Afterward, Quijano was approached by Jack Goodman of Panoramic Records, and the LPs “A Catano” and “Volvi a Catano” were recorded. Both were massive hits in South America, but Quijano roamed the halls of CBS seeking a recording contract. The “someone” was Ernie Altshuler, who interviewed Quijano, Johnny Mathis, and Tony Bennett on the same day. In the summer of 1960, Joe Quijano y Su Conjunto performed at the Spring Rock Country Club with Altshuler and his wife in attendance, and Quijano was offered a contract.
Afterward, he recorded three LPs with Columbia: “La Pachanga Se Baila Asi,” whose lyrics, according to Max Salazar, “cleared up the confusion between Charanga vs. Pachanga.” Also, “Everything Latin,” “Yeah Yeah,” and “Latin Jo.” Also, Quijano’s three LPs featuring his rhythm section backing Eydie Gorme and Trio Los Ponchos were international hits.
In the early 60s, Quijano started his own company. Being an amateur Jai-Alai player, he called the company Cesta Records (a Cesta is a basket used in the game) and recorded the album “The Fiddler On The Roof Goes Latin.”
From the 60s to the 80s Quijano released a string of albums on Cesta, including “Joe Quijano y Su Fantástico Conjunto Cachana,” “Swings Uptown And Downtown,” “Joe Quijano Shingalings,” “The Joe Quijano Party Album,” “Joe Quijano With Strings,” “Joe Quijano y Su Conjunto Cachana Do Their Own Thing,” “Joe Quijano Christmas Album,” “El Nuevo Joe Quijano,” “Joe Quijano En Puerto Rico,” “Joe Quijano Christmas LP ‘Para Las Parejas,'” “Cositas Sueltas Joe Quijano: Nosotros 2,” and “Joe Quijano: El Conjunto Cachana, The World’s Most Exciting Latin Orchestra & Review.”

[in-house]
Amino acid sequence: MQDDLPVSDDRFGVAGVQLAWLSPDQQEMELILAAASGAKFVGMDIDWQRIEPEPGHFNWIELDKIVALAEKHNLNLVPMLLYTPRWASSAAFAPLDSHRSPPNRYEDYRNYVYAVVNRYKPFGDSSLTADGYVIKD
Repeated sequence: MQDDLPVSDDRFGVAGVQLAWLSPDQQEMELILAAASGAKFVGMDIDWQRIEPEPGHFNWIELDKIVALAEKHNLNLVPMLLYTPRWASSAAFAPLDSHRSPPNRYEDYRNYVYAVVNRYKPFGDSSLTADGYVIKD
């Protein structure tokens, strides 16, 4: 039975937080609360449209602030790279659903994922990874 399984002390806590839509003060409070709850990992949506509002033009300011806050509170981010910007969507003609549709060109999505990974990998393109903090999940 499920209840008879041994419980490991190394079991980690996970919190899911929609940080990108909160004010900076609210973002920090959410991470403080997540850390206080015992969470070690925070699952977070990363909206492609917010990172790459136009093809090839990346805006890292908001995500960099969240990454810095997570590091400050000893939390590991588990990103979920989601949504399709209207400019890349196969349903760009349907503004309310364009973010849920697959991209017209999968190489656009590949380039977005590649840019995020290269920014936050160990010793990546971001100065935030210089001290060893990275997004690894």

Also, Quijano participated in two notable albums by the Cesta All-Stars:” “Live Jam Session” (the 1960s) and “Salsa Festival” (the 1970s), which was a 1967 recording by the Alegre All-Stars under the direction of Charlie Palmieri made while Santiago was working as a staff producer at Musicor. Al Santiago (founder of the Alegre All-Stars) was overextended and couldn’t afford to release the material, so he sold the tapes to Quijano.